Tasmanians can now apply to have historic convictions for homosexual acts removed from their criminal records, in a move celebrated by rights groups.
Tasmanians can now apply to have historic convictions for homosexual acts removed from their criminal records.
The move is being celebrated by rights groups, who say the process has helped transform the state, the last one in Australia to decriminalise homosexuality.
"There's a lot of pessimism in the world today about whether social change is possible, whether we can actually change things for the better. And, if there's one word that proves that we can, that things can get better, that word is 'Tasmania'," Tasmanian Gay and Lesbian Rights Group spokesman Rodney Croome said.
Tasmania became the last Australian state to decriminalise homosexuality in 1997, but it has taken more than 20 years for the convictions under those laws to be addressed.
Mr Croome, who was in the forefront of the often acrimonious decriminalisation struggle, said the state has been transformed.
"Clearly, Tasmania has become a far more tolerant and inclusive and happier society, I think, over the last couple of decades because of the way that Tasmanians have gone from rejecting LGBTI (lesbian, gay, bisexual, transgender and intersex) people to embracing us and I think that's an important story for not just the nation, but the world, to hear," he said.
Rights groups praised the leadership of Premier Will Hodgman's Liberal government in seeing through the reforms.
Former Tasmanian anti-discrimination commissioner Robin Banks was involved in the drafting and progression of the new laws through the state's parliament.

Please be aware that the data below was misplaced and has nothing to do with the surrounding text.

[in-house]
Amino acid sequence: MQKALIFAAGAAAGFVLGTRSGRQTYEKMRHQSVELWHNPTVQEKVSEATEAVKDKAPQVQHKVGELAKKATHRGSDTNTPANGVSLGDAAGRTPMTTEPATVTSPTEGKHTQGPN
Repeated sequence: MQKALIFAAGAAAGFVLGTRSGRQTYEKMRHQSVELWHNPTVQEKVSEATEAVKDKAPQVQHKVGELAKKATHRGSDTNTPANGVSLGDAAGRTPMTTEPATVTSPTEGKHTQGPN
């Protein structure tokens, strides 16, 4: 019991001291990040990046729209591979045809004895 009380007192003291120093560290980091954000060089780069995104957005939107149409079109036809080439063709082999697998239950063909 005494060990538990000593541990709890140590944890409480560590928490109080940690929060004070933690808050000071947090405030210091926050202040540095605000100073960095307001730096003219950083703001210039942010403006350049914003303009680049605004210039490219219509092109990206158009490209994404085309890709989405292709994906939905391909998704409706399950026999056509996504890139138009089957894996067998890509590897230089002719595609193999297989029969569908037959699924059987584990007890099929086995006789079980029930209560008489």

She said the latest development represents what has been a major change in attitudes towards the LGBTIQ community in Tasmania.
"We went from being very much behind the eight ball, in terms of attitudes to homosexuality, to, I think, probably the most progressive state, when it comes to our response to homosexuality and to transgender issues. And I think that's a real testament to everybody who's been involved in the debate, particularly from the (LGBTIQ) community, reaching across what was a very wide divide," Ms Banks explained.
She said the anti-homosexuality laws, which included outlawing men wearing dresses in the street, should never have existed.
"It doesn't hurt anybody. It was a victimless crime, and that's a really important thing to remember. And it wasn't a crime all over the world. It was particularly in common-law countries, so the countries that came out of England (the British empire), where we've had this history of criminalising homosexuality.
“I really ask people to think, 'Well, what difference does it make to you if somebody loves a person of the same gender as themself?'"
The Human Rights Law Centre's Lee Carnie said acknowledging the injustice of Tasmania's old laws will have a practical impact on the lives of people convicted under them.
But she said people in Western Australia and the Northern Territory still can't have historic convictions for homosexual acts removed from their criminal records.
"That can still be on a criminal record, and that can mean that, for example, if you're applying for a visa to go to the United States and they ask if you've ever been charged with a crime, you have to tell them about the fact that you were charged with a crime - you know, sodomy or carnal knowledge or gross indecency, these charges which are sex offences, which are taken very seriously by overseas authorities. And they have to explain that," she said.
Ms Banks said Tasmania's changes will allow some people to put the upheaval of that time in their lives behind them.
But she said, for others, it comes too late.
"People have left the state and left Australia, and, you know, sadly, some people have taken their own lives, because of the effect of the criminalisation of homosexuality. And so it means, for the people who are still with us, a recognition that their lives should never have been harmed in that way. And that's a pretty enormously big thing."